Sarah Eagle’s life changed forever when her brother Ben went missing in Victoria in 2001 while suffering from mental illness. She shares her passion for change to the mental health system, so that Ben’s life still has meaning today.
What prompted your move to Armidale?
I moved to Armidale in 2008 to complete my Bachelor of Psychology with Honours. I graduated in April and am now a PhD candidate researching my passion – mental health.
Why are you passionate about psychology and mental health issues?
My passion evolved through my family’s personal experience with mental health issues. My brother Ben suffered from Schizophrenia, so I know firsthand the challenges that arise for family and carers. In 2001 during Ben’s worst psychotic episode in ten years, he was discharged from psychiatric care. Days later, he went missing in a remote region of Victoria. My family and I were involved in the ensuing search, which was horrific. His body was never found; a death certificate was issued.
Back then, my knowledge about mental illness was very limited; I had no idea how to help Ben, or how to get support for my family. Three months after Ben died, I realised that I could remain angry at the system for being underfunded, or I could try to make a difference for Australians feeling the impact of mental illness.
We hear you like walking …
I’m not really sure it’s walking that I like, or whether it is simply a vehicle (excuse the pun!) for my determination and frustration towards the mental health system. Although walking for several months is certainly cathartic and peaceful, it also involves talking publicly about my traumatic personal experience.
How did your walks begin?
I started because Ben and I were planning to walk the 600 km Bibbulmun Track in Western Australia not long before he died. We both agreed if we were going on a walking holiday, we would do it for more than just ourselves. We planned to ask for sponsorship and had chosen a kids charity to raise a few hundred dollars for support.
When I made the decision to try and make a difference after Ben’s death, I chose to stick to our original plan to walk the Bibbulmun Track. Ten months after Ben died, I undertook my first walk, not with him, but for him and for all those who feel the impact of mental illness.
I walked with Ben’s best mate Ewin Wood, and along the way we gave talks and interviews to schools, community groups and media. Ten thousand dollars was raised for SANE Australia, a national charity helping people affected by mental illness.
Tell us about your second walk …
My second walk was 1,750 km across France and Spain in 2005. I walked this one alone, for Ben and the cause. Before leaving Australia, I gave talks to large groups, raising more funds for SANE Australia. It was an incredible walk.
Some days my boots felt like torture chambers and I couldn’t wait to take them off, only to feel the whopping pain of cramps every 20 minutes or so throughout the night. In the darkness of each morning, however, I could feel the walking track enticing me back – and couldn’t wait to be on the road again.
At the end of this walk I felt frustrated that the message behind the walk hadn’t reached more people. I decided to resign from my job and enrol at university, to increase my credibility and to make my voice louder.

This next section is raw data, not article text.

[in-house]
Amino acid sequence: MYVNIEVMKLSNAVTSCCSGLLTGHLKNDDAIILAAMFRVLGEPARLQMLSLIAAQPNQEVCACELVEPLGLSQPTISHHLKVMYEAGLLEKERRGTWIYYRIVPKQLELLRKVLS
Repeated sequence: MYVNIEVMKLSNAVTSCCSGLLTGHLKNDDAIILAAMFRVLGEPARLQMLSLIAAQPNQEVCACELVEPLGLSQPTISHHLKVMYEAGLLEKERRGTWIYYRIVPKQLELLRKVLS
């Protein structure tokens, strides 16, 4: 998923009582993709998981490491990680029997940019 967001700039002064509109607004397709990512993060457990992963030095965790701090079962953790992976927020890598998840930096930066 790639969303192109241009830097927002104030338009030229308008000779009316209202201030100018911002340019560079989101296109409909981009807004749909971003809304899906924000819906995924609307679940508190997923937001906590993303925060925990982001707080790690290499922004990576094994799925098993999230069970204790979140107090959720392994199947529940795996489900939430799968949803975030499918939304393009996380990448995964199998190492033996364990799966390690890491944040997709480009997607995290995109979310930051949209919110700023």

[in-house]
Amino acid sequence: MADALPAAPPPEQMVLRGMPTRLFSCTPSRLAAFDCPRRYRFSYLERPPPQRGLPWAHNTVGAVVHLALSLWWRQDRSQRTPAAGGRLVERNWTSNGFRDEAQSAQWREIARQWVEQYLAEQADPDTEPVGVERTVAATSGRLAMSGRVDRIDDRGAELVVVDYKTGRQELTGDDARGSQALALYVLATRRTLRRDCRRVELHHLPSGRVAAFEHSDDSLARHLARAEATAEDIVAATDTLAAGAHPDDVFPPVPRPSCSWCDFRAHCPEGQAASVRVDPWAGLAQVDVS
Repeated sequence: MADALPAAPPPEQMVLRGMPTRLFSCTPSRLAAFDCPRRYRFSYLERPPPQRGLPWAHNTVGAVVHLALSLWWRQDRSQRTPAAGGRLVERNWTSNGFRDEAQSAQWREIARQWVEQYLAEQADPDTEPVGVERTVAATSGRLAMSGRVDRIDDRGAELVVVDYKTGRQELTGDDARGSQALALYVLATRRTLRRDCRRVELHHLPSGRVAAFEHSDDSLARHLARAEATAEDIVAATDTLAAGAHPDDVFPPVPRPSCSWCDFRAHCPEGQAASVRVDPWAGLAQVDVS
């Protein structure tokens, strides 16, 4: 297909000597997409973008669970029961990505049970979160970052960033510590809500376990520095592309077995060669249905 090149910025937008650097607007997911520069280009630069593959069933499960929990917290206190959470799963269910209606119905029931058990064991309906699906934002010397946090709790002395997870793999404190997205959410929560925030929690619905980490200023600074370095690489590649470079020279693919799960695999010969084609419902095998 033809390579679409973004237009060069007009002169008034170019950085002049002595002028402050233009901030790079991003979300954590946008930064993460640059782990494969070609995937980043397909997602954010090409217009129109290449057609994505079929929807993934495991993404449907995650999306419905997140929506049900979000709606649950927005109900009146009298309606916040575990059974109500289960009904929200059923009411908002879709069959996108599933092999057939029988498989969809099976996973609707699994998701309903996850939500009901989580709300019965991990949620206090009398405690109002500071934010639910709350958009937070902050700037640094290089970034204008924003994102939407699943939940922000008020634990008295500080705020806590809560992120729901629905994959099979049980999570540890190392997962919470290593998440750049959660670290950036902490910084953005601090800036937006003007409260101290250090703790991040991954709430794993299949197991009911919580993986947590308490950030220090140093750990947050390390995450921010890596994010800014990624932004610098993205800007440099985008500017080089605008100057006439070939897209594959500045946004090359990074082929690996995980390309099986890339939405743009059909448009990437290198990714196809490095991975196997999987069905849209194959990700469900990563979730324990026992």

What is the concept behind Walking Feat?
The name Walking Feat started as the title of an e-newsletter that I sent out to keep mates and family updated during my second walk. I was soon contacted by people from all over the world wanting to receive these updates.
The name refers to the walks, but also symbolises the community walking collectively towards a better quality of life for all people affected by mental illness.
Walking Feat aims to raise awareness of mental health issues on several levels. The first level is me; as an average person I speak openly about my personal experiences, hoping to encourage others to do the same. Educating people on mental illness, the impact of stigma and mental health early intervention strategies is another facet of this role.
The second level is mental health service providers. While the walks raise funds for SANE Australia, I raise awareness of all services, with each one playing a crucial role. The third level is involving businesses, for workplace mental health awareness and sponsorship. Research into mental health issues is the fourth level, motivating me to commence a PhD.
The purpose of recruiting support across all these levels is that by working together we can make a difference and clearly communicate to the Australian Government the need for additional funding for our mental health system.
What are the plans now for Walking Feat?
In April 2012 I will be walking 2,400 km across Japan. The walk was originally planned for this August, but was postponed after the recent disasters. The extended timeline will allow me to forge a stronger connection with Japanese mental health services in preparation for the mental health issues which will surface around that time.
What is the highlight for you with Walking Feat?
The biggest achievement will be the launch of Walking Feat Japan, taking place on the 16 July this year. I phoned Professor Patrick McGorry, Australian of the Year 2010 (Australia’s leading expert in early intervention for mental health), to ask for his support.
Patrick is really behind the Walking Feat project and will be a guest speaker at the launch. It’s an absolute privilege to have Patrick in Armidale – and quite an emotional experience, given the personal reasons behind it.
I’m over the moon with the community support for the launch and specifically with the donations of time and finances to cover the costs of the launch, from the New England Division of General Practice and the schools of Rural Medicine, Health, and Behavioural, Cognitive and Social Science at UNE.